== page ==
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Long-Term Safety Shown for Biodegradable Stent

Last Updated: April 17, 2012.

 

Data shows long-term safety of the Igaki-Tamai stent in cardiac patients over more than 10 years

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Long-term follow-up indicates that the fully biodegradable Igaki-Tamai stent is safe for coronary artery use in humans, according to a study published online April 16 in Circulation.

TUESDAY, April 17 (HealthDay News) -- Long-term follow-up indicates that the fully biodegradable Igaki-Tamai stent is safe for coronary artery use in humans, according to a study published online April 16 in Circulation.

Soji Nishioa, M.D., of the Shiga Medical Center for Adults in Japan, and colleagues followed 50 patients with 63 lesions that were treated with 84 Igaki-Tamai stents, for more than 10 years. Major adverse cardiac events (MACE; including all-cause death, nonfatal myocardial infarction [MI] and target lesion revascularization/target vessel revascularization [TLR/TVR]) and rates of scaffold thrombosis were analyzed. Patients were assessed with angiography and intravascular ultrasound (IVUS).

During the clinical follow-up, the researchers found that two patients were lost to follow-up and there was one cardiac death, six non-cardiac deaths, and four MIs. At 10 years, survival rates free of all-cause death, cardiac death, and MACE were 87, 98, and 50 percent, respectively. The cumulative rates of TLR and TVR were both 16 percent at one year; 18 and 22 percent, respectively, at five years; and 28 and 38 percent, respectively, at 10 years. There were two definite scaffold thromboses recorded: one subacute and one very late, which was related to a sirolimus-eluting stent implanted for a lesion proximal to an Igaki-Tamai stent. Evidence from IVUS analysis showed that, within three years, the stent struts mostly disappeared.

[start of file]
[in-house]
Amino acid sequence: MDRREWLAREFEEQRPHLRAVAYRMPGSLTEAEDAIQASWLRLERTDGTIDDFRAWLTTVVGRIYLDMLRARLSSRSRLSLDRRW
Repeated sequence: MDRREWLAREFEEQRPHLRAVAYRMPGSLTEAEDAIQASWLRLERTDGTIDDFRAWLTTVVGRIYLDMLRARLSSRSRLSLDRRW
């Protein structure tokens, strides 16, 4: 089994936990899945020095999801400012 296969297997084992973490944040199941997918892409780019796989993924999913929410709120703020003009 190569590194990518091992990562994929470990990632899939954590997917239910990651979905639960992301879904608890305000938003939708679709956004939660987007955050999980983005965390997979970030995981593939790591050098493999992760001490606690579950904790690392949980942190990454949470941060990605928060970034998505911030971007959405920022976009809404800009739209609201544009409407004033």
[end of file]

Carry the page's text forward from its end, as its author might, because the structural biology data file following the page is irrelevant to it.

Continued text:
"Acceptable MACE and scaffold thrombosis rates without stent recoil and vessel remodeling suggested the long-term safety of the Igaki-Tamai stent," the authors write.

One author invented and developed the Igaki-Tamai stent and is employed by the Kyoto Medical Planning Co. Ltd., which commercialized the technology.

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